This is a story I originally posted on a thread on Amanda Palmer’s Facebook page. If you don’t know who Amanda Palmer is, I’d encourage you to have a look. She is one of my favourite artists, who does things like this:
Amanda Palmer was sharing a fundraising page for a woman who was in a terrible car accident. They needed money for her recovery process. This struck a chord with me because I have a similar experience and something to say about it.
Here we go:
My sister was in an awful accident about six years ago. The twelfth of October, 2008 to be precise. I was expecting her to come to Montana from Utah that day. The weather reports were unusually bad in Montana and I’d urged her to wait another day. She’d insisted the roads were clear. She left around 2pm.
At 10pm her partner (whom I refer to as my brother-in-law), who’d not travelled with her, was on her cell phone calling me. I picked up the phone expecting to hear her voice.
“Kirsten.” says Jim. She must not have made it out of Utah.
“Uh… what are you doing on Sarah’s phone?” A feeling of deep dread fills my soul before he utters another word.
“There’s been an accident.” Her two young children were in the car with her. Where are they? They were doing fine in the hospital the next town over. Sarah had been life-flighted to Ogden Hospital.
As the nurse listed her injuries I kept waiting for the part where they would say, “But she’s going to be okay.” It didn’t come. Six broken vertebrae in her neck. Skull fracture. Broken pelvis. Lacerated spleen. And the list kept going… Ten days on machines and the only family reunion in her life later and it was over.
She was gone.
There are no words for the dread you feel, learning of a human injured so badly. It is a hard thing to witness their loved ones fall to pieces. I remember seeing Jim standing against the wall outside her hospital room, slowly sliding down with his head in his hands and sobbing. Sobbing. If there had been a guarantee of money available for support, the machines probably would have stayed on. She was a half a point above brain-dead on the neurosurgeon’s scale. The surgeon refused to say there was no hope, indeed there might be. The determining factor was that each day on the machines was so expensive and for this family that was already struggling, (she was making the trip for a job opportunity) whose insurance was about to run out, they could likely become homeless very soon. If she did survive, but was paralysed forever, they would be unable to afford what she would need.
So many arguments. So much pain. She was only twenty-two. My big sister.
I hold onto the comfort that two blind people were given the gift of sight from her eyes, and her bone marrow helped someone recover from something. Her skin helped burn victims heal.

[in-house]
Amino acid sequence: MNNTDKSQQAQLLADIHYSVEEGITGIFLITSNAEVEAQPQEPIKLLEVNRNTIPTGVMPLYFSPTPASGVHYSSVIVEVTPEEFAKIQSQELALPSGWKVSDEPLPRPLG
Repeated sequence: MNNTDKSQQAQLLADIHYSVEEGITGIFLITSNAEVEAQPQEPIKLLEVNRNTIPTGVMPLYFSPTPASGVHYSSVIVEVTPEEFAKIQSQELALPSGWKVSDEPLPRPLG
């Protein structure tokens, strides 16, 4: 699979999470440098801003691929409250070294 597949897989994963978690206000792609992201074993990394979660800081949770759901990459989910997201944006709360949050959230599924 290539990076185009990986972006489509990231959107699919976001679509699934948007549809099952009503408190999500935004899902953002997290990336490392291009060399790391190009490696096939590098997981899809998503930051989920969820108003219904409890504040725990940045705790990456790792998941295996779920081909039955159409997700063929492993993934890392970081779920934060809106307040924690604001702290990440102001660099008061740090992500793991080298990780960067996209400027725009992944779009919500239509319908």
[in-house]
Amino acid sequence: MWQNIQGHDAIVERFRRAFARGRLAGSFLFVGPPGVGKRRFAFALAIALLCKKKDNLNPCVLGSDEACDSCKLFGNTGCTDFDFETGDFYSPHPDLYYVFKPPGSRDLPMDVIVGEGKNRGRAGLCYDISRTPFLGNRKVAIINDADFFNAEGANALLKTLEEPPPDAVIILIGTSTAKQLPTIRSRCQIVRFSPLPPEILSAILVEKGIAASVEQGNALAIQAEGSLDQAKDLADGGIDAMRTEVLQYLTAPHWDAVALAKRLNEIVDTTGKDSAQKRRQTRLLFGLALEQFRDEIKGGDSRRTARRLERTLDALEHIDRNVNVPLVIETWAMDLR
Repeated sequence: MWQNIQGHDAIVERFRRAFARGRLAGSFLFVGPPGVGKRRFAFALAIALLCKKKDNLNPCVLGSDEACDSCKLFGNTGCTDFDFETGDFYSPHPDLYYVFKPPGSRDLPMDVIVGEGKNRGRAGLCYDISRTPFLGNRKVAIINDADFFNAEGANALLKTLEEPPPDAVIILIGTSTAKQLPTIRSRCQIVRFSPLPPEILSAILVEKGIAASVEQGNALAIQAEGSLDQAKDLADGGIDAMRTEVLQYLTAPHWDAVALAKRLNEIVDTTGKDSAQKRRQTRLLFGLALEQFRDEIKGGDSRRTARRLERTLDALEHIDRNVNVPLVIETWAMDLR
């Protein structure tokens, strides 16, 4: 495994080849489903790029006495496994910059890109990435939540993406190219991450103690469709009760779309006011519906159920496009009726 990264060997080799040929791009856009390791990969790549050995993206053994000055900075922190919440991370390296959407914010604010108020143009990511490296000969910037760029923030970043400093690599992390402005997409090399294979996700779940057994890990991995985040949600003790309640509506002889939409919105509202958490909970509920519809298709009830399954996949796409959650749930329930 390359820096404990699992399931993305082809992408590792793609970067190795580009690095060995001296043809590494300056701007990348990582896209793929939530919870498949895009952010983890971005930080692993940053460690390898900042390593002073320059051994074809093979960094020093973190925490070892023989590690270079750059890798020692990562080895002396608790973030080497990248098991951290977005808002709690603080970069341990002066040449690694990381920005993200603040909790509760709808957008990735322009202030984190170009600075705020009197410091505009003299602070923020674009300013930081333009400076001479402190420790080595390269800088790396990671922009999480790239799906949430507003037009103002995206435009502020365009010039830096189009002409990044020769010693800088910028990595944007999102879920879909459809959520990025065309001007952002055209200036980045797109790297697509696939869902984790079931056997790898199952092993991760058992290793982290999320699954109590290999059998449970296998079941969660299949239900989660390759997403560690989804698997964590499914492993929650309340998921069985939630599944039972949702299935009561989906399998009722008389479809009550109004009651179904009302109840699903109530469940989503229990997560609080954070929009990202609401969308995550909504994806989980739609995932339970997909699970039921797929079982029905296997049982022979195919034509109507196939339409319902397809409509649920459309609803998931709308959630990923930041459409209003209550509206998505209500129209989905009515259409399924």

But her children are motherless. And there’s always the “What if ____?”
Is money really what stood between my niece and nephew knowing their mother and not?
People shouldn’t have to make these decisions. Money during a time like this is all the difference.
The unspoken part of people recovering from injuries is the extensive damage that trickles through to their family and friends. Fissures in familial relationships, wounds which never heal. I saw some true colours through this ordeal I’d prefer to have not seen. Almost every aspect of it was a tragedy.
Am I to believe it was a blessing my sister didn’t survive because the social security claim might not have been successful anyway? Is the system really counting on us dying so they won’t have to pay out?
One of the most hurtful parts was when we were all gathered around to say our goodbyes, a lawyer called who was representing the people in the car behind Sarah’s who had t-boned her on the black ice. They had escaped with a collarbone injury and a broken leg, collectively.
They were suing.
I had to take the phone off Jim who was clearly troubled by this injury claim lawyer.
“Excuse me, you do realise Sarah’s not going to make it, right?” was my first response to his aggravating remarks.
“Uh, um, uhhhh… I’m so sorry. Have a nice day.”
Hers was the twenty-sixth accident that day on a five-mile stretch of road along Willard Bay. Where was the responsibility of Utah Highway, shutting the road down after the fifth slide-off, perhaps? Third roll-over? No? A sign of warning on their multi-million dollar digital display installations to SLOW DOWN, BLACK ICE?
They waited until there was a helicopter rescue necessary to act.
Twenty-six accidents, involving ten slide-offs, eight roll-overs, and several collisions.
By the way, her birthday would have been on the twelfth of this month. She would have been turning twenty-nine.
Now I know why injury-claim law practices are so lucrative; they’d rather we harass one another in times like this than take care of us in our hour of need, despite the taxes we pay.
Without helping one another, there is no hope.
By sharing this story I hope that it gives perspective on a subject that many don’t, or won’t, discuss.
Post to follow expanding on that.
Take care, everyone, and if there’s bad snow or crazy weather around you and someone says to stay home, please think about staying home.